The New York Times piece on eating gluten free in NYC has struck a chord. It’s even beat out the stock market drop and the obesity-is-contagious-from-your-friends story of the moment in most e-mailed.
The stock market will come back. And people trying to lose weight have been sabotaged, consoled, cajoled and taunted by their friends for decades. It’s not pretty, but it’s true, and good for the New England Journal of Medicine for noticing this, and making it scientifically acceptable to call sabotage what it is.
But gluten free has been just for people with celiac disease, who must avoid gluten (the major protein in wheat, rye and barley) because it causes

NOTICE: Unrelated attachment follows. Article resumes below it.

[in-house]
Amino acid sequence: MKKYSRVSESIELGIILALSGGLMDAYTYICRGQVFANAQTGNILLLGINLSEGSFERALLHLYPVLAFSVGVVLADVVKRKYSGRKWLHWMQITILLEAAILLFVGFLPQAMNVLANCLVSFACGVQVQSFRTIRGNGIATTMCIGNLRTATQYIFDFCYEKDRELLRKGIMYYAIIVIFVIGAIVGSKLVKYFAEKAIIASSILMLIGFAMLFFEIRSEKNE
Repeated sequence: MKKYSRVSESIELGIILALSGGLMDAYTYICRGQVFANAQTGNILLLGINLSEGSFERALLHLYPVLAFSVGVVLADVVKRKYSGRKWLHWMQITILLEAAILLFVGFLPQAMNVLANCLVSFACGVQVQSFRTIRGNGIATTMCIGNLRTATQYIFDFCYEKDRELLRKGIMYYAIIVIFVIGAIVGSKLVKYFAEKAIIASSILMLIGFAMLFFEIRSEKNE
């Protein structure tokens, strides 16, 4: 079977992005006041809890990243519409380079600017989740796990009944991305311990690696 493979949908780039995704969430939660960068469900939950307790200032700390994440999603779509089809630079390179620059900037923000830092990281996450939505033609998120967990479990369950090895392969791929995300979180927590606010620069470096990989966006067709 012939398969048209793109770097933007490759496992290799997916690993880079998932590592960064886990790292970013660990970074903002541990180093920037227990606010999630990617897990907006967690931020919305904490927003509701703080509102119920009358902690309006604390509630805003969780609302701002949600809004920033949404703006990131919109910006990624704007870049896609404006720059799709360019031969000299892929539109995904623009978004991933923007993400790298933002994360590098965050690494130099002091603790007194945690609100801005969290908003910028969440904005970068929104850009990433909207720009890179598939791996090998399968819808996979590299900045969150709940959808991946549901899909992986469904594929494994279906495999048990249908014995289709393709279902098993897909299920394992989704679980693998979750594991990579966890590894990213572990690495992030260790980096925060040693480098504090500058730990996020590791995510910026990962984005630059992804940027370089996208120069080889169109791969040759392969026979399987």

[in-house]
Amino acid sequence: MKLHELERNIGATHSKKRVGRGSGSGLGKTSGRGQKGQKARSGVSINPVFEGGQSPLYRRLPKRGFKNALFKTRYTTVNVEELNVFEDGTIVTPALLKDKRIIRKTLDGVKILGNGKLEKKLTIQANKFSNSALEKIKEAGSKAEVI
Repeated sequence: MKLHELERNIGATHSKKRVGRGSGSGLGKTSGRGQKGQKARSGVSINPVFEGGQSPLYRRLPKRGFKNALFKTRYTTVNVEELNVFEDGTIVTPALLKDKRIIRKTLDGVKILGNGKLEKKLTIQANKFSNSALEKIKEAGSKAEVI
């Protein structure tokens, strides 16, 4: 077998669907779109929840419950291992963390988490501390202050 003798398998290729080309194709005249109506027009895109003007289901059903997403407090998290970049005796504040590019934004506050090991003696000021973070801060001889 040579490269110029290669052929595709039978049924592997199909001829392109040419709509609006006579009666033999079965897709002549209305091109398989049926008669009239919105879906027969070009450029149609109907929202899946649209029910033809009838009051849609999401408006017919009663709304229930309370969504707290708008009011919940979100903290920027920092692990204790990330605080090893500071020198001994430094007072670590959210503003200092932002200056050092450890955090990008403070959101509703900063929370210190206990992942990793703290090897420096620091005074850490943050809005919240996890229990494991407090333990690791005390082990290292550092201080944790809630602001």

-recurring abdominal bloating and pain
-pale, foul-smelling, or fatty stool
-weight loss/weight gain
-missed menstrual periods
-low bone mineral density
It also gives baked goods elasticity and structure, and celiac patients lymphoma, osteoporosis, and infertility.
And because 97 percent of celiacs are not diagnosed, and there are more than 2 million, it’s important to figure it out yourself, even if it means private lab testing, or taking the scientifically sound, free and popular glutenfreequiz, or just eating more of Alton Brown’s gluten free chocolate chip cookies.
Now gluten free is moving into the mainstream.
People who are healthy and want to stay that way are looking into gluten free.
People with type I diabetes, and iron deficiency anemia, and relatives with the disease are learning that they should know their risk.
And Chinese cat food notwithstanding, gluten is in nearly everything—even foods that have no bounce, at all. Like, cat food. And soy sauce. And toothpaste. And so on.
If you want to know if you should eat gluten free, take the gluten free quiz. Your life (and real satisfaction) may depend on it.